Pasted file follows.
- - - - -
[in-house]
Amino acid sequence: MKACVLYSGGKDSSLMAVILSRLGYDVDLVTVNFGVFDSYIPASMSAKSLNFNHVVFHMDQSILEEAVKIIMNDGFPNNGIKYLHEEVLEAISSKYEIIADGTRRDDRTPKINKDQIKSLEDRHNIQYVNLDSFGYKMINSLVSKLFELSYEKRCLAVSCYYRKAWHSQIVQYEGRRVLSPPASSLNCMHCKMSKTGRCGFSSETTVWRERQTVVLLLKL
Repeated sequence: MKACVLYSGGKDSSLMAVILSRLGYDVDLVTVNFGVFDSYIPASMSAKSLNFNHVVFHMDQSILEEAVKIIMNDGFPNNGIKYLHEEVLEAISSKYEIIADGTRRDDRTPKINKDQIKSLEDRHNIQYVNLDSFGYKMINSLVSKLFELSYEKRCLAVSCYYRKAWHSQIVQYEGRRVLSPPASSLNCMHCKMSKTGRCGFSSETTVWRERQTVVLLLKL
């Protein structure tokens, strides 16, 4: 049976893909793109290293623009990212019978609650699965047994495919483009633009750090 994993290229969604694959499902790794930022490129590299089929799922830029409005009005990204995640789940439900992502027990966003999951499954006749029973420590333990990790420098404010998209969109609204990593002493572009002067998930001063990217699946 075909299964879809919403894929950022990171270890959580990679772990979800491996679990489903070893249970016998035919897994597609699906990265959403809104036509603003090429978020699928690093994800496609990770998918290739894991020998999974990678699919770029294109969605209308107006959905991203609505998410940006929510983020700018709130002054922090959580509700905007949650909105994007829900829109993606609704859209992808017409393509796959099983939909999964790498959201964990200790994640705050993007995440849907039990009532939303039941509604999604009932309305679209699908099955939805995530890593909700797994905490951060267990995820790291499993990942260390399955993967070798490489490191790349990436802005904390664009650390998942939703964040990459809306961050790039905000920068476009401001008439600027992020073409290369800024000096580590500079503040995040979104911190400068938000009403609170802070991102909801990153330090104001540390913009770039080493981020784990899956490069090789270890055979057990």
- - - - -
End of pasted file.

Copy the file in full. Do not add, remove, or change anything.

[in-house]
Amino acid sequence: MKACVLYSGGKDSSLMAVILSRLGYDVDLVTVNFGVFDSYIPASMSAKSLNFNHVVFHMDQSILEEAVKIIMNDGFPNNGIKYLHEEVLEAISSKYEIIADGTRRDDRTPKINKDQIKSLEDRHNIQYVNLDSFGYKMINSLVSKLFELSYEKRCLAVSCYYRKAWHSQIVQYEGRRVLSPPASSLNCMHCKMSKTGRCGFSSETTVWRERQTVVLLLKL
Repeated sequence: MKACVLYSGGKDSSLMAVILSRLGYDVDLVTVNFGVFDSYIPASMSAKSLNFNHVVFHMDQSILEEAVKIIMNDGFPNNGIKYLHEEVLEAISSKYEIIADGTRRDDRTPKINKDQIKSLEDRHNIQYVNLDSFGYKMINSLVSKLFELSYEKRCLAVSCYYRKAWHSQIVQYEGRRVLSPPASSLNCMHCKMSKTGRCGFSSETTVWRERQTVVLLLKL
């Protein structure tokens, strides 16, 4: 049976893909793109290293623009990212019978609650699965047994495919483009633009750090 994993290229969604694959499902790794930022490129590299089929799922830029409005009005990204995640789940439900992502027990966003999951499954006749029973420590333990990790420098404010998209969109609204990593002493572009002067998930001063990217699946 075909299964879809919403894929950022990171270890959580990679772990979800491996679990489903070893249970016998035919897994597609699906990265959403809104036509603003090429978020699928690093994800496609990770998918290739894991020998999974990678699919770029294109969605209308107006959905991203609505998410940006929510983020700018709130002054922090959580509700905007949650909105994007829900829109993606609704859209992808017409393509796959099983939909999964790498959201964990200790994640705050993007995440849907039990009532939303039941509604999604009932309305679209699908099955939805995530890593909700797994905490951060267990995820790291499993990942260390399955993967070798490489490191790349990436802005904390664009650390998942939703964040990459809306961050790039905000920068476009401001008439600027992020073409290369800024000096580590500079503040995040979104911190400068938000009403609170802070991102909801990153330090104001540390913009770039080493981020784990899956490069090789270890055979057990």